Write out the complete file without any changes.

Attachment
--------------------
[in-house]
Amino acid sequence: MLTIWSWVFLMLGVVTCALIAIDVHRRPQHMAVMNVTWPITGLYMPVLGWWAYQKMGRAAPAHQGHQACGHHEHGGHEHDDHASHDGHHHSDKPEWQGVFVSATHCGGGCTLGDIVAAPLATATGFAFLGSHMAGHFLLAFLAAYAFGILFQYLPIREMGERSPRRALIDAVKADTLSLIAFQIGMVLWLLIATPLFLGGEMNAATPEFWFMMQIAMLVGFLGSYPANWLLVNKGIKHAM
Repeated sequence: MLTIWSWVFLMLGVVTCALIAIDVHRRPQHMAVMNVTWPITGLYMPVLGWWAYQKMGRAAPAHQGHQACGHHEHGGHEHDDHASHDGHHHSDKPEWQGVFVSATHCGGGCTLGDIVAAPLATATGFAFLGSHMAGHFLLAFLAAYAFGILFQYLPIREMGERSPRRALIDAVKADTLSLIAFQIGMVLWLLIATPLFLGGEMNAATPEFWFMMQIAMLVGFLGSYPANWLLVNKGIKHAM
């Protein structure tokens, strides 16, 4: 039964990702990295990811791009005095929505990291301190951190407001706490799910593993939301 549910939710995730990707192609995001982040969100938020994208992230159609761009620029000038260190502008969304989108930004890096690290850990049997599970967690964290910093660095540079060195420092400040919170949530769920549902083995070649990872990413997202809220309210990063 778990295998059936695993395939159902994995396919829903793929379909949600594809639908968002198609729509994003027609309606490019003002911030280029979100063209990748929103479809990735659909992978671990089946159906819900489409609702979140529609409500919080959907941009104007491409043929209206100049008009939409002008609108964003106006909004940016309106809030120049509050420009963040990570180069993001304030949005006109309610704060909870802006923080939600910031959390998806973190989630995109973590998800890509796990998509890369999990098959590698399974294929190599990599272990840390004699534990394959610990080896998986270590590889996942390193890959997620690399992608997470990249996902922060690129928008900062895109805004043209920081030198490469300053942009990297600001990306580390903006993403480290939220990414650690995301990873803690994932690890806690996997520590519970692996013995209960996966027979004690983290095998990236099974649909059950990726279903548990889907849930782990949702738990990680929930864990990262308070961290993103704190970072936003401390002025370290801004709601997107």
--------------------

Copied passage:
[in-house]
Amino acid sequence: MLTIWSWVFLMLGVVTCALIAIDVHRRPQHMAVMNVTWPITGLYMPVLGWWAYQKMGRAAPAHQGHQACGHHEHGGHEHDDHASHDGHHHSDKPEWQGVFVSATHCGGGCTLGDIVAAPLATATGFAFLGSHMAGHFLLAFLAAYAFGILFQYLPIREMGERSPRRALIDAVKADTLSLIAFQIGMVLWLLIATPLFLGGEMNAATPEFWFMMQIAMLVGFLGSYPANWLLVNKGIKHAM
Repeated sequence: MLTIWSWVFLMLGVVTCALIAIDVHRRPQHMAVMNVTWPITGLYMPVLGWWAYQKMGRAAPAHQGHQACGHHEHGGHEHDDHASHDGHHHSDKPEWQGVFVSATHCGGGCTLGDIVAAPLATATGFAFLGSHMAGHFLLAFLAAYAFGILFQYLPIREMGERSPRRALIDAVKADTLSLIAFQIGMVLWLLIATPLFLGGEMNAATPEFWFMMQIAMLVGFLGSYPANWLLVNKGIKHAM
């Protein structure tokens, strides 16, 4: 039964990702990295990811791009005095929505990291301190951190407001706490799910593993939301 549910939710995730990707192609995001982040969100938020994208992230159609761009620029000038260190502008969304989108930004890096690290850990049997599970967690964290910093660095540079060195420092400040919170949530769920549902083995070649990872990413997202809220309210990063 778990295998059936695993395939159902994995396919829903793929379909949600594809639908968002198609729509994003027609309606490019003002911030280029979100063209990748929103479809990735659909992978671990089946159906819900489409609702979140529609409500919080959907941009104007491409043929209206100049008009939409002008609108964003106006909004940016309106809030120049509050420009963040990570180069993001304030949005006109309610704060909870802006923080939600910031959390998806973190989630995109973590998800890509796990998509890369999990098959590698399974294929190599990599272990840390004699534990394959610990080896998986270590590889996942390193890959997620690399992608997470990249996902922060690129928008900062895109805004043209920081030198490469300053942009990297600001990306580390903006993403480290939220990414650690995301990873803690994932690890806690996997520590519970692996013995209960996966027979004690983290095998990236099974649909059950990726279903548990889907849930782990949702738990990680929930864990990262308070961290993103704190970072936003401390002025370290801004709601997107």